Alicia's Food For Thought


UNICEF’s Tap Project
October 15, 2009, 4:50 PM
Filed under: Media Bites

Hi readers,

Usually I talk about food in this blog, but another integral part of our diet/nutrition also come from H2O.

In my Advertising Campaigns class we were looking up Case Studies on how advertising is not just advertisers telling to consume more “stuff” but how advertising is a tool to aid a movement.

Check out these awesome videos about UNICEF’s Tap Project that not only creates awareness about a worthy cause, but also shows the craftmanship of Droga5 (an advertising agency).

Please visit their website to learn more about the Tap Project .


When I see something like this, it reminds me why I’m studying advertising and how my love for food, people, and technology does not have to be mutually exclusive.

Hope you enjoyed this short (what a change!) entry!

Alicia Kim
Food For Thought Resident Assistant
alicia.foodforthought@gmail.com

Advertisements


Adequacy, Balance, Moderation, Variety, and Calorie Control
October 15, 2009, 1:41 AM
Filed under: Media Bites

Hi readers,

Sorry I haven’t updated this in a while. Things have been kind of crazy with programs, tests, and whatnot. I’ve missed writing and having metaphysical quandaries about food.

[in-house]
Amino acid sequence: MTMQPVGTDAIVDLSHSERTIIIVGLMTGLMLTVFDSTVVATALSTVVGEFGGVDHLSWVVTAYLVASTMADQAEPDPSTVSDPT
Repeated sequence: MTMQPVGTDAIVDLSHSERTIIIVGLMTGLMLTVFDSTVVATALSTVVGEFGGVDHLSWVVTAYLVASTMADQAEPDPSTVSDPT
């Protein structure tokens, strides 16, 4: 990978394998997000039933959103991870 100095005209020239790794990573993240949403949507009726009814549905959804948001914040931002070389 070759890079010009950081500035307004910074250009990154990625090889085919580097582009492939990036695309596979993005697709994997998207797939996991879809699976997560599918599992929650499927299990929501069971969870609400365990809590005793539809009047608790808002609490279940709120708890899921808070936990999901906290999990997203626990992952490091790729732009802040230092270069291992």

So I just took my first Nutrition & Health test on Tuesday and I’m really enjoying this class. I think Nutrition & Health should become an integral part of our education system (part of elementary, middle school, and high school) as a way to respond to this child obesity epidemic that we are facing. As learn about cell structures, lipids, protein, carbohydrates, etc. we should also learn about nutrition as a real applications of the science we are learning about. I definitely would have been more interested in biology if we associated it with food.

Doesn’t this image disturb you??? Simple sugars (vs. Complex Sugars) and fat tastes good, so of course younger kids are going to bother their parents to buy them those Double Stuf’d Oreos. You are not being a bad parent if you say “No” to your child, they might throw a tantrum but honestly, having an obese child at the age of 4 is a huge problem. Every time you give in you are basically putting a shovel in your child’s premature death. This is probably a very morbid picture and I don’t want you to become a tyrannical food control-freak, but I do think parents should be more conscious of the food they give their children. Like Trez mentioned in one of our staff e-mails, the Cookie Monster is not the Cookie Monster anymore. Some people from our generation (that grew up with Sesame Street), might be pretty upset about this change, but I think it is great that Sesame Street is trying to use their characters as examples for young kids. If you would like to read more about this Cookie Monster change click here.

I’m so sick of watching “get slim quick” commercials. Our society cultivates a culture that is lazy, and (hello!) that is the reason why our waistline continues to increase. Eating healthy is hard work but the benefits to these changes in our poor eating habits are totally worth it. So what are some good ground rules to start off this new healthy lifestyle?